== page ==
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Football

Position Group Breakdown: Running Back

| Friday, April 17, 2020

There is a lot of excitement around the running back position ahead of the 2020 football season. There is plenty of talent returning from 2019, and the Irish will also welcome one of their most highly touted running back recruits in recent memory as they look to improve on a relatively disappointing performance on the ground last season.

 

Position group: Running Back

Depth Chart:  freshman Chris Tyree; rising sophomore Kyren Williams; rising juniors Jahmir Smith and C’Bo Flemister; rising seniors Avery Davis and Jafar Armstrong

Erin Fennessy | The Observer

Irish junior running back Tony Jones Jr. breaks a tackle during Notre Dame’s 40-7 victory over Boston College on Nov. 23 at Notre Dame Stadium.

Key 2019 Departures

Tony Jones Jr.

Jones Jr. emerged as the top running back for the Irish in 2019 after then-junior Jafar Armstrong went down with an injury on the opening drive of the season opener at Louisville. Jones had 144 carries on the season for a net total of 857 yards, which was good for 6.0 yards per carry. Jones also recorded six touchdowns on the season, which included an 84-yard TD run in the Camping World Bowl against Iowa State.

At 224 pounds, Jones did not have electric speed for a running back, but he was very reliable for getting a few yards on short down situations, he never fumbled the ball and he performed very well in a pass-blocking capacity. His top performance of the season arguably came against USC where he had 25 carries for 176 yards. No other running back on the Irish roster has shown that they can handle that volume, and they will need someone to step up and replace Jones.

 

Key 2020 Contributors

Jafar Armstrong

Heading into the 2019 season, the converted wide receiver Armstrong was the clear favorite to be the lead back for the Irish. His season was derailed, however, by an early season injury against Louisville that forced him to miss the next four games. Even after he returned mid-way through the season, Armstrong did not perform at the same level that he did in 2018. In fact, Armstrong only recorded 46 carries for a net 122 yards on the year (an unflattering 2.7 yards per carry) and one touchdown. 

Armstrong’s numbers in 2018 were much better, as he recorded 383 yards on the ground and seven touchdowns. He also showed great promise in the passing game by recording 159 receiving yards off of 14 catches. Despite his disappointing 2019 campaign, Armstrong will likely be Notre Dame’s top back in 2020, that is, if he can stay healthy.

A knee infection and some ankle issues limited him to only 10 games as a sophomore and caused his numbers to trail off at the end of the season. Last year he appeared in nine contests, carried the ball in eight (once with a net -4 yards against USC) and had only three games with more than three carries. His versatility in the pass game will be nice, but whether or not he’ll be durable enough to last all 12 games is yet to be seen.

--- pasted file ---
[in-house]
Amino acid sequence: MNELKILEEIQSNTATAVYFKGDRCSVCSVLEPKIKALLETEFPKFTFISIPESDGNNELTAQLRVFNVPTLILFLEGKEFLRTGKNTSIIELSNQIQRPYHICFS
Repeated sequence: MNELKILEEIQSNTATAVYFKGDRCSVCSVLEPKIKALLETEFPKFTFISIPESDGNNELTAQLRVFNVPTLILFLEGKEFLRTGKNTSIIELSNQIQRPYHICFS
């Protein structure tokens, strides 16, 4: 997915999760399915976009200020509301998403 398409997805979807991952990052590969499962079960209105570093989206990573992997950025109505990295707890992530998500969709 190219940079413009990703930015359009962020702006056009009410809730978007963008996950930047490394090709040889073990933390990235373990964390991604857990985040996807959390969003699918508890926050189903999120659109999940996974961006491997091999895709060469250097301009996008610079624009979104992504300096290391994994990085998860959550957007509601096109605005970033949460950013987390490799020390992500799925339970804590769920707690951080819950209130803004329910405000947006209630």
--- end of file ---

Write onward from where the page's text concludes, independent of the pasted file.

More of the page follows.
Emma Farnan | The Observer

Irish sophomore running back Jafar Armstrong jogs into the end zone during Notre Dame’s 36-3 win over Syracuse on Nov. 17, 2018 at Yankee Stadium.

Avery Davis

Davis’ career at Notre Dame has been an enigma. He was recruited as a quarterback in the 2017 class but was moved to running back in the 2018 season due to a need for bodies at the position. He rushed for 70 yards on 22 carries and recorded 30 receiving yards on five catches in nine games that season, but was subsequently moved to cornerback prior to the 2019 season as that position needed depth.

However, after then-sophomore-to-be Kevin Austin was unofficially suspended that offseason, and Armstrong went down in the season opener, Davis was moved back to the offense as a wide receiver. He caught 10 passes for 124 yards and two touchdowns. Now his position is once more in question. With the wide receiver position in better shape and running backs traditionally plagued by injury, and having shown the ability to contribute offensively, Davis will likely work either out of the backfield or running routes for the Irish next season.

 

C’Bo Flemister

Flemister was a pleasant surprise for the Irish in 2019, as he recorded a 162 yards on the ground on 48 carries. Flemister also recorded five touchdowns last season, showing that he has the ability to find the endzone when his number is called. Flemister slowly worked his way up the depth chart throughout the year in 2019, and it is definitely possible that he could use that momentum to work himself to the top of the depth chart in 2020. At 5-foot-11 and 200 pounds, Flemister has a good physique to serve as both an explosive runner or a workhorse in redzone.

 

Kyren Williams

Williams preserved his redshirt by playing in only four games in 2019, but only had four carries on the season. Although Williams might not have been ready to play at the college level in 2019, it is very likely that 2020 could prove to be a breakout season for him. The four-star class of 2019 recruit was the 24th ranked running back in his class per 247Sports.com, and he definitely has the talent to make a move up the depth chart. Listed at 5-foot-9 and 205 pounds, Williams has the size and speed to be a solid running back and pass catcher for the Irish.